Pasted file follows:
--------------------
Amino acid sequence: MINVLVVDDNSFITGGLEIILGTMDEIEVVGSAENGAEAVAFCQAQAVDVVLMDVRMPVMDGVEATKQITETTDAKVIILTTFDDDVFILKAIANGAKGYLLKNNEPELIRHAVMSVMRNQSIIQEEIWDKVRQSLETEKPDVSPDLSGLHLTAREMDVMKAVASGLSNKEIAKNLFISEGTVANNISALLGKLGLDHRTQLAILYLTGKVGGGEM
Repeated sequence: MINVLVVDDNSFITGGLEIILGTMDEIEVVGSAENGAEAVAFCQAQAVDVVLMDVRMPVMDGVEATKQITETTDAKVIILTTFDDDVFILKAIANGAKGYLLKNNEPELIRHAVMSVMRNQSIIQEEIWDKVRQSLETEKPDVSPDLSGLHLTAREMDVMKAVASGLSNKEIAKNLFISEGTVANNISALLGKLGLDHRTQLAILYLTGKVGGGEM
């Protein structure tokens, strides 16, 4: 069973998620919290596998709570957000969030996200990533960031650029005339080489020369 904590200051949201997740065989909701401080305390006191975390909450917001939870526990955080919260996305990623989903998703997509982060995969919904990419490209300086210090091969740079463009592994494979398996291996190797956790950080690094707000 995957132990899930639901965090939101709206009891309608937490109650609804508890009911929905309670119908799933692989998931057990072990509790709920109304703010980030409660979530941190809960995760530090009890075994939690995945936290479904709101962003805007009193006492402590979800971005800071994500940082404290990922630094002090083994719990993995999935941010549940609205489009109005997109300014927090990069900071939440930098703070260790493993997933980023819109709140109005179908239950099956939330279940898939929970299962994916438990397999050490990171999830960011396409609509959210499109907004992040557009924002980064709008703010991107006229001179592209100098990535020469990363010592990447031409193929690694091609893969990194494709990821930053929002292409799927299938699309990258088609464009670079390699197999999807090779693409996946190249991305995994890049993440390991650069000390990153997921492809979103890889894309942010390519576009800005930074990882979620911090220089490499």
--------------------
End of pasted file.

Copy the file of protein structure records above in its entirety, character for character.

Amino acid sequence: MINVLVVDDNSFITGGLEIILGTMDEIEVVGSAENGAEAVAFCQAQAVDVVLMDVRMPVMDGVEATKQITETTDAKVIILTTFDDDVFILKAIANGAKGYLLKNNEPELIRHAVMSVMRNQSIIQEEIWDKVRQSLETEKPDVSPDLSGLHLTAREMDVMKAVASGLSNKEIAKNLFISEGTVANNISALLGKLGLDHRTQLAILYLTGKVGGGEM
Repeated sequence: MINVLVVDDNSFITGGLEIILGTMDEIEVVGSAENGAEAVAFCQAQAVDVVLMDVRMPVMDGVEATKQITETTDAKVIILTTFDDDVFILKAIANGAKGYLLKNNEPELIRHAVMSVMRNQSIIQEEIWDKVRQSLETEKPDVSPDLSGLHLTAREMDVMKAVASGLSNKEIAKNLFISEGTVANNISALLGKLGLDHRTQLAILYLTGKVGGGEM
């Protein structure tokens, strides 16, 4: 069973998620919290596998709570957000969030996200990533960031650029005339080489020369 904590200051949201997740065989909701401080305390006191975390909450917001939870526990955080919260996305990623989903998703997509982060995969919904990419490209300086210090091969740079463009592994494979398996291996190797956790950080690094707000 995957132990899930639901965090939101709206009891309608937490109650609804508890009911929905309670119908799933692989998931057990072990509790709920109304703010980030409660979530941190809960995760530090009890075994939690995945936290479904709101962003805007009193006492402590979800971005800071994500940082404290990922630094002090083994719990993995999935941010549940609205489009109005997109300014927090990069900071939440930098703070260790493993997933980023819109709140109005179908239950099956939330279940898939929970299962994916438990397999050490990171999830960011396409609509959210499109907004992040557009924002980064709008703010991107006229001179592209100098990535020469990363010592990447031409193929690694091609893969990194494709990821930053929002292409799927299938699309990258088609464009670079390699197999999807090779693409996946190249991305995994890049993440390991650069000390990153997921492809979103890889894309942010390519576009800005930074990882979620911090220089490499």